Experience with the L.55 led to construction of an improved model, designated the L.57, with a main rotor of increased diameter and a larger tail rotor built of reinforced plastic. Several technical improvements were developed on this model, including an auto-pilot, and its flight testing has proved so satisfactory that it forms the basis for the fully-developed L.59, with more powerful engine and metal rotor blades, which is scheduled for series production.
Two prototypes of the L.59 are being built in the Macchi factory at Varese and the first was expected to fly in the Summer of 1959. Work on an initial production series of 50 was scheduled to begin in September, 1959.
AER LUALDI L.59
TYPE: Four-seat light general-purpose helicopter.
ROTOR SYSTEM: One two-blade main rotor of metal construction, built by Parsons and of the type fitted to the Hiller UH-12C helicopter. Cyclic pitch control of Hiller "Rotor-Matic" type with Lualdi gyro-stabilizer. Two-blade reinforced plastic tail rotor.
FUSELAGE: All-metal structure. Monocoque tail-boom.
LANDING GEAR: Tubular skid type, with retractable wheels for ground handling. Skid track 2.40m.
POWER PLANT: One 260hp Continental 1O-470-D direct-injection six-cylinder horizontally-opposed air-cooled engine. Fuel capacity 110kg.
ACCOMMODATION: Four seats in two pairs, with dual controls for front pair. Car-type door on each side. Provision for carrying two litters. Rescue and photography door. There is space for baggage and a hoist can be fitted.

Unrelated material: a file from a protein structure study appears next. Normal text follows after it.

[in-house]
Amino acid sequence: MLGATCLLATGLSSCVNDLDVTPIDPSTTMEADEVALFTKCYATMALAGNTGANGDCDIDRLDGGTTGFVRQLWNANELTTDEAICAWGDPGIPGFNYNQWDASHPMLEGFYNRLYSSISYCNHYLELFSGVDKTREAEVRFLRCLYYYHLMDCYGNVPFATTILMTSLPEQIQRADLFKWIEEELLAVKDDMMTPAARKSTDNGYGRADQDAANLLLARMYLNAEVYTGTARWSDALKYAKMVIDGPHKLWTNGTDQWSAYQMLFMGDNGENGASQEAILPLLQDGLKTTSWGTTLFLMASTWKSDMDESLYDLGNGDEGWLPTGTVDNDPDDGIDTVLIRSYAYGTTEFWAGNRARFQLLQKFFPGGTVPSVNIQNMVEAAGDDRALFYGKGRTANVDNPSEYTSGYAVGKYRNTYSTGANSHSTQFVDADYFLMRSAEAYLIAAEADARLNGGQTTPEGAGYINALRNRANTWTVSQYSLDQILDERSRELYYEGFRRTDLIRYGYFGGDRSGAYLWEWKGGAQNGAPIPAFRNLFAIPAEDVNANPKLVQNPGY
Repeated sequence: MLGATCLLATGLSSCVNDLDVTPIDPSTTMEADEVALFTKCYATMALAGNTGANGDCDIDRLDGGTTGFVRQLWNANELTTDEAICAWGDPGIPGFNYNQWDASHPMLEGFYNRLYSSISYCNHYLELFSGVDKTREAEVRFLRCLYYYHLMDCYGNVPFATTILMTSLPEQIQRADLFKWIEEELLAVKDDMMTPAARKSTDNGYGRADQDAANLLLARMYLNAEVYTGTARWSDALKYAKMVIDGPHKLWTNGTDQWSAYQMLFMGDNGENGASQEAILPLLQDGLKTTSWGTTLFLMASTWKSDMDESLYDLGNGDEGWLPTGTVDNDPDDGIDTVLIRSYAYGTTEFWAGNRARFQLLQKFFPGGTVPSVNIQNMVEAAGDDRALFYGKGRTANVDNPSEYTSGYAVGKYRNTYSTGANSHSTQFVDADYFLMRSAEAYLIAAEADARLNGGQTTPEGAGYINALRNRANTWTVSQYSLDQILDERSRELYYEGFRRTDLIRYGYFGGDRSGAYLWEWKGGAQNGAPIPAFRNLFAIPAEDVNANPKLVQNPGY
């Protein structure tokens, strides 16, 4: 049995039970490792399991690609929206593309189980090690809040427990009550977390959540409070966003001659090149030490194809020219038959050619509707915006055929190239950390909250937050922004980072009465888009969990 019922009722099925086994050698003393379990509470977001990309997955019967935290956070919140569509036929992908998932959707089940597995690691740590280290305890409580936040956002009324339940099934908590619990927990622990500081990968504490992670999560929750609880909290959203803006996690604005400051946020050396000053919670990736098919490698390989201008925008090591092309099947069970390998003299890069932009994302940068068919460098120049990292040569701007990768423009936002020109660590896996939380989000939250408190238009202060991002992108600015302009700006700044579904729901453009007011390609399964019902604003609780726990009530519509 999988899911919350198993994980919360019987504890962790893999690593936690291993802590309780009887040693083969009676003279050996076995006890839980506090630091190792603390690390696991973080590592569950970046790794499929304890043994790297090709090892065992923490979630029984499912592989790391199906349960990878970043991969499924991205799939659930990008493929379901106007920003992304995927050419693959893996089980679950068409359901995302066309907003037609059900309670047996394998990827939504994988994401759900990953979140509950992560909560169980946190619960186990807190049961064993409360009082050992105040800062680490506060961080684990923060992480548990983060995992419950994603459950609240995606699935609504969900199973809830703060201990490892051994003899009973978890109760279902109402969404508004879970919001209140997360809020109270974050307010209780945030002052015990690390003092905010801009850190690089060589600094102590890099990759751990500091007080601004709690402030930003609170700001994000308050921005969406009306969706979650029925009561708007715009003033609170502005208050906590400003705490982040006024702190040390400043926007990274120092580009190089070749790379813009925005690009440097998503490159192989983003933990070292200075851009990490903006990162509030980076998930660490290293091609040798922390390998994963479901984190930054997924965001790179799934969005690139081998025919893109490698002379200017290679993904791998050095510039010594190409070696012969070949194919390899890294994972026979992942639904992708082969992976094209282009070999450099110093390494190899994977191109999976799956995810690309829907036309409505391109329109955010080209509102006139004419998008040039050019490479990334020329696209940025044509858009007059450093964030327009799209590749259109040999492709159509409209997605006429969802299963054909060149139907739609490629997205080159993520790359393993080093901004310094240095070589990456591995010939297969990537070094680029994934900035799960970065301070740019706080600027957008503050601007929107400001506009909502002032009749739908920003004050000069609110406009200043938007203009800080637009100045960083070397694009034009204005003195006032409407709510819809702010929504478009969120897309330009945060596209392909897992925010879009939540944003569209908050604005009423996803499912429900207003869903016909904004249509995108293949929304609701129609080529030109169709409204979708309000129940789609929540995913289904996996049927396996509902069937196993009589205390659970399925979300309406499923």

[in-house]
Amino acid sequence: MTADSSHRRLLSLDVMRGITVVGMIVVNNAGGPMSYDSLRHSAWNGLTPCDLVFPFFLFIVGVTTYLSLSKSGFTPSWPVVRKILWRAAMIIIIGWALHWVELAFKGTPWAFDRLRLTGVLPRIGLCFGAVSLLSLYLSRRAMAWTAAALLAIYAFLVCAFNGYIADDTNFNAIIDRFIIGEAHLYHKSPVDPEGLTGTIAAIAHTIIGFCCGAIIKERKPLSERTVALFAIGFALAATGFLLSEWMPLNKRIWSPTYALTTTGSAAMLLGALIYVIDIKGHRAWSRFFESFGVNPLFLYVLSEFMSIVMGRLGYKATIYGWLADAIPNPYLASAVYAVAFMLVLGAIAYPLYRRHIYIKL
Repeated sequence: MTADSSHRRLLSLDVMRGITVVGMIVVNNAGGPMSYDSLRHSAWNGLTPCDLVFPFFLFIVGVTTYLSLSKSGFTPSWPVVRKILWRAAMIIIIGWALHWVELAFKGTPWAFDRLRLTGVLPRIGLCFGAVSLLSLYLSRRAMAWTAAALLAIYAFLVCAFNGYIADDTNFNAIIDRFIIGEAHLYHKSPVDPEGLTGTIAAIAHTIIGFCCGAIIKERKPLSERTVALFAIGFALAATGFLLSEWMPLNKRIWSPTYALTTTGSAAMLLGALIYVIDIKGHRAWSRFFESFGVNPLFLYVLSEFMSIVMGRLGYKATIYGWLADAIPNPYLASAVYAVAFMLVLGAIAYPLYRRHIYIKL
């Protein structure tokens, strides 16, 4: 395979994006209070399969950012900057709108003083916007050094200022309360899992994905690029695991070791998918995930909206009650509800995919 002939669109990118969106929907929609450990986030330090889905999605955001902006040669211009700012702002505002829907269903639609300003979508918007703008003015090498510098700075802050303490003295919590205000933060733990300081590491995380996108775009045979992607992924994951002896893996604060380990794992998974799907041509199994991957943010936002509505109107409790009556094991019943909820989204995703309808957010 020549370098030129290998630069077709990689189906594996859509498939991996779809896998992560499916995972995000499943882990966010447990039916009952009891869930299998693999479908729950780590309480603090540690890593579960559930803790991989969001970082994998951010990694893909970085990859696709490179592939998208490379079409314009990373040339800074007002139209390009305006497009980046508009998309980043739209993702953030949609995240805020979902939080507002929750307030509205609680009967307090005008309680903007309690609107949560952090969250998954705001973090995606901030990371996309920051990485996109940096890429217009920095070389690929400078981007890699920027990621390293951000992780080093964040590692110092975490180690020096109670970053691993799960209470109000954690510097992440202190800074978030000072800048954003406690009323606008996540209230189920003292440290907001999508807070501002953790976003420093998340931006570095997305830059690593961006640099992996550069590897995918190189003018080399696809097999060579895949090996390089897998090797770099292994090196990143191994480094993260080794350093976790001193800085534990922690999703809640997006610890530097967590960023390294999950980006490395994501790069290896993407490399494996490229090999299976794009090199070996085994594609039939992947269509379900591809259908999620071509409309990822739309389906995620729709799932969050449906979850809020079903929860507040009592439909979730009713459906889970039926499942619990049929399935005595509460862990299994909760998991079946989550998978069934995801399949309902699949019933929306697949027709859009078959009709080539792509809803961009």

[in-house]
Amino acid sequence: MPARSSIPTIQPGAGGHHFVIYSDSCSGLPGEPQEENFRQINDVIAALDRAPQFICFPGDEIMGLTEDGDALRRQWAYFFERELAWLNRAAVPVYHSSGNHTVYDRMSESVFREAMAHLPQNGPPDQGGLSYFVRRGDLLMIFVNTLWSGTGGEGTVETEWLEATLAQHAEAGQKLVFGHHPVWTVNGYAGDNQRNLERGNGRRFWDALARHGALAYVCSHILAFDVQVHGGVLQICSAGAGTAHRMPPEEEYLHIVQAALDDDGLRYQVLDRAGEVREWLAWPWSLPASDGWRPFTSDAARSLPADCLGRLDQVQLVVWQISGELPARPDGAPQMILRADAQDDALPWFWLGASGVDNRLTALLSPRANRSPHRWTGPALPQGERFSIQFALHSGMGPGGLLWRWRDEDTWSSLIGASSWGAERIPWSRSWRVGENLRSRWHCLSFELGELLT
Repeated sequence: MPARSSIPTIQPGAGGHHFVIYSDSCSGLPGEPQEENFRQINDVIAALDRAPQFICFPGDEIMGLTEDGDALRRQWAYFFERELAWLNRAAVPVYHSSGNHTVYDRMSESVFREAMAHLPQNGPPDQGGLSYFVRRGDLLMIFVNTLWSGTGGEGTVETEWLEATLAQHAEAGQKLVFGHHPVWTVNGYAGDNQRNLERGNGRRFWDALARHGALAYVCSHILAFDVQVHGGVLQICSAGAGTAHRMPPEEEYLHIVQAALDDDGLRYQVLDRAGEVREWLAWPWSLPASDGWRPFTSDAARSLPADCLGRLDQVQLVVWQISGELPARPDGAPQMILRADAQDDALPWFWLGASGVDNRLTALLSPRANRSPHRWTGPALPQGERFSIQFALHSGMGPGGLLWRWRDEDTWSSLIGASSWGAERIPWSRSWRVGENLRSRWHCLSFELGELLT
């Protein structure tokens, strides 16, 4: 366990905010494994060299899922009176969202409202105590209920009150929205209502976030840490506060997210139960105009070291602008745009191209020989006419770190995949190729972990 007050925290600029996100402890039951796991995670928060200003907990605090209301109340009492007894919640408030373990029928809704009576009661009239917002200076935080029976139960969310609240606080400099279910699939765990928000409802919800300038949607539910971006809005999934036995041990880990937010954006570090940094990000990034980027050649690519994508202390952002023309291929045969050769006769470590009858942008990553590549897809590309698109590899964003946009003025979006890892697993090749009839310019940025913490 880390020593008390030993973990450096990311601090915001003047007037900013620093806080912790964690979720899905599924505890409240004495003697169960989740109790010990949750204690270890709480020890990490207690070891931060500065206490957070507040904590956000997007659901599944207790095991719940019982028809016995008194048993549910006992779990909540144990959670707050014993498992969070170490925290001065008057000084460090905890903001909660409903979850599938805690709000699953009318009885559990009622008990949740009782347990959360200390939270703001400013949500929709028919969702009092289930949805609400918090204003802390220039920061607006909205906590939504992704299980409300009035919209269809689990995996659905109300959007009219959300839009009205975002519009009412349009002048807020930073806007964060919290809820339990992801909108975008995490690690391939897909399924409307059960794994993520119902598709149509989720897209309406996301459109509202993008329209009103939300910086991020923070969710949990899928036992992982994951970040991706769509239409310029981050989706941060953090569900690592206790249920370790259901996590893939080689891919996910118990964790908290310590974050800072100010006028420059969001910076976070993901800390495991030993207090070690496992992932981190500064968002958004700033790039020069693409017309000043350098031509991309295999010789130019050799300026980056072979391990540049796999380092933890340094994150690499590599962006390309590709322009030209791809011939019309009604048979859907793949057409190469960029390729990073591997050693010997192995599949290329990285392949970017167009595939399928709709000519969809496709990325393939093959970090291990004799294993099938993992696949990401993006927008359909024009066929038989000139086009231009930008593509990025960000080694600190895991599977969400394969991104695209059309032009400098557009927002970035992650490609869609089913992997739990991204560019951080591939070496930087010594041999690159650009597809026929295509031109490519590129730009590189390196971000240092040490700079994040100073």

Jane's All the World's Aircraft, 1959-60
The Air Lualdi & C. SpA was formed by Carlo Lualdi in 1953 and became established as the Italian agent for Hiller Helicopters. They designed their own light helicopter, the two-seat ES.53, which flew at Campoformido in September 1953, and used a Hiller-type rotor design with a controllable transverse secondary rotor. This was followed by the L-55, which was an all-metal machine with a skid undercarriage and a fully enclosed cabin, with the 180hp Lycoming O-360 engine mounted in the nose and driving a rotor pylon which was carried in a housing in the centre of the cabin. This prototype was followed by an improved L-57, with a larger-diameter main rotor and a modified flight control system. In turn, this led to the definitive four-seat L-59, which had more extensive cockpit transparencies and a 260hp Continental IO-470-D engine. One prototype was built for Lualdi by Aermacchi (I-GOGO - later MM576) for civil and military testing, and the commercial type certificate was issued in August 1961. Lualdi is believed to have closed down in 1963 without putting the L-59 into production.
R.Simpson "Airlife's Helicopter and Rotorcraft", 1998
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